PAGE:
CRU on Metal Demand Drivers in the U.S. Economy

Written by Tim Triplett

By CRU Principal Economist Lisa Morrison

U.S. economic data for December and January are beginning to come in now that the federal government is funded for the remainder of this fiscal year, which ends Sept. 30.

December housing starts showed a weak end to 2018 as the total of 1.247 million units for 2018 was lower than we expected by about 20,000 units. Permits data, however, were more encouraging at nearly 1.33 million units, and we note the continuation of strong multifamily activity against a rather lackluster single-family sector. If the December data are indicative of 2019 overall, then our forecast for starts of 1.29 million units this year will hold.

The release of industrial production data was not affected by the shutdown, and the January report indicated that 2019 started off well for both manufacturing and oil & gas. We thus continue to expect IP growth of 2.8 percent this year, down from 3.9 percent in 2018.

Our vehicle production forecast for 2019 is unchanged at ~11.6 million units, but we note that sales have softened and there is downside risk to domestic demand. Speaking of downside risk, the Commerce Department delivered its report on the Section 232 investigation into vehicle imports to President Trump, but did not provide any insight as to the recommendations. The president now has until May 18 to take additional action.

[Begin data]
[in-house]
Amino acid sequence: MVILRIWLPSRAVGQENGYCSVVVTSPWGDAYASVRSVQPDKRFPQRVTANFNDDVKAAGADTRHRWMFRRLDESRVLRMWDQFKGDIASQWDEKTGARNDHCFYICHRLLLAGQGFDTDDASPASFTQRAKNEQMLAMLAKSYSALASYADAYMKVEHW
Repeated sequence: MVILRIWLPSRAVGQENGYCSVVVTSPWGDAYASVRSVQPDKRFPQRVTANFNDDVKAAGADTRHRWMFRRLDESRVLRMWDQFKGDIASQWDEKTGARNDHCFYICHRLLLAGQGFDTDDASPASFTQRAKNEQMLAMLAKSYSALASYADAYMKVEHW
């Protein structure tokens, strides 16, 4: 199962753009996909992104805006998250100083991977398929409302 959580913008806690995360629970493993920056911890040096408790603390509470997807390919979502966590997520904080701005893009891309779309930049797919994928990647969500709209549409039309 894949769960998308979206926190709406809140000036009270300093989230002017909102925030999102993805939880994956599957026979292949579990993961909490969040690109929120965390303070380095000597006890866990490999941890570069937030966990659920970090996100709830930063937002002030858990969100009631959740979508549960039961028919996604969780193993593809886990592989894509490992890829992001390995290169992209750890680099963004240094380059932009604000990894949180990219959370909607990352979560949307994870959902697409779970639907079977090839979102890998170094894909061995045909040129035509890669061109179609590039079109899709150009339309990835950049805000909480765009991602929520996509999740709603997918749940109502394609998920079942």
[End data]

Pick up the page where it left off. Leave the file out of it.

Trade negotiations with China are progressing well enough that President Trump lifted the March 1 deadline for the escalation of tariffs on Chinese imports (to 25 percent). This was good news for the financial markets, and the dollar even weakened a little in response.

A new risk for us to monitor is whether the change in the 2018 tax law requires higher withholding by individuals in 2019, which could translate into lower consumer spending growth this year.

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